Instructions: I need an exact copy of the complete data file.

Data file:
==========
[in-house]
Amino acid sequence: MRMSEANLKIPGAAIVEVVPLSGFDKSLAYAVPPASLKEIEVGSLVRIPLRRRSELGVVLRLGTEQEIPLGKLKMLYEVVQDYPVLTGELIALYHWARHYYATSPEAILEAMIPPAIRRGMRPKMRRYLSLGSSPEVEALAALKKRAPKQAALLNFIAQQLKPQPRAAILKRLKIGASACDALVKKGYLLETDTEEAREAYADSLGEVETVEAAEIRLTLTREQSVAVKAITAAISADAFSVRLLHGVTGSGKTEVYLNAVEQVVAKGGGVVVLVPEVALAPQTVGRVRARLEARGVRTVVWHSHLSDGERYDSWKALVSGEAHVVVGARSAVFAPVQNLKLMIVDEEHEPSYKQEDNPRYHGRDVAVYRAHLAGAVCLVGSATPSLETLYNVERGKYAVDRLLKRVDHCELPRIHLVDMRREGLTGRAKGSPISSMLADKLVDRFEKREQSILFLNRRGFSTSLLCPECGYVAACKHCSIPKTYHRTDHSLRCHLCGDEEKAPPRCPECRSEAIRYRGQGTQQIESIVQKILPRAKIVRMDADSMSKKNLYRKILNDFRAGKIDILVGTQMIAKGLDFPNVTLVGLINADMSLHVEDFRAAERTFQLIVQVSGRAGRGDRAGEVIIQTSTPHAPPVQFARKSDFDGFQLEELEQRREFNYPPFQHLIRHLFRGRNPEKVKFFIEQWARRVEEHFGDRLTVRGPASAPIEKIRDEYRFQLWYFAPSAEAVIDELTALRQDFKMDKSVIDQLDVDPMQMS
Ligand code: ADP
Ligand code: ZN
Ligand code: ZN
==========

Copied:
[in-house]
Amino acid sequence: MRMSEANLKIPGAAIVEVVPLSGFDKSLAYAVPPASLKEIEVGSLVRIPLRRRSELGVVLRLGTEQEIPLGKLKMLYEVVQDYPVLTGELIALYHWARHYYATSPEAILEAMIPPAIRRGMRPKMRRYLSLGSSPEVEALAALKKRAPKQAALLNFIAQQLKPQPRAAILKRLKIGASACDALVKKGYLLETDTEEAREAYADSLGEVETVEAAEIRLTLTREQSVAVKAITAAISADAFSVRLLHGVTGSGKTEVYLNAVEQVVAKGGGVVVLVPEVALAPQTVGRVRARLEARGVRTVVWHSHLSDGERYDSWKALVSGEAHVVVGARSAVFAPVQNLKLMIVDEEHEPSYKQEDNPRYHGRDVAVYRAHLAGAVCLVGSATPSLETLYNVERGKYAVDRLLKRVDHCELPRIHLVDMRREGLTGRAKGSPISSMLADKLVDRFEKREQSILFLNRRGFSTSLLCPECGYVAACKHCSIPKTYHRTDHSLRCHLCGDEEKAPPRCPECRSEAIRYRGQGTQQIESIVQKILPRAKIVRMDADSMSKKNLYRKILNDFRAGKIDILVGTQMIAKGLDFPNVTLVGLINADMSLHVEDFRAAERTFQLIVQVSGRAGRGDRAGEVIIQTSTPHAPPVQFARKSDFDGFQLEELEQRREFNYPPFQHLIRHLFRGRNPEKVKFFIEQWARRVEEHFGDRLTVRGPASAPIEKIRDEYRFQLWYFAPSAEAVIDELTALRQDFKMDKSVIDQLDVDPMQMS
Ligand code: ADP
Ligand code: ZN
Ligand code: ZN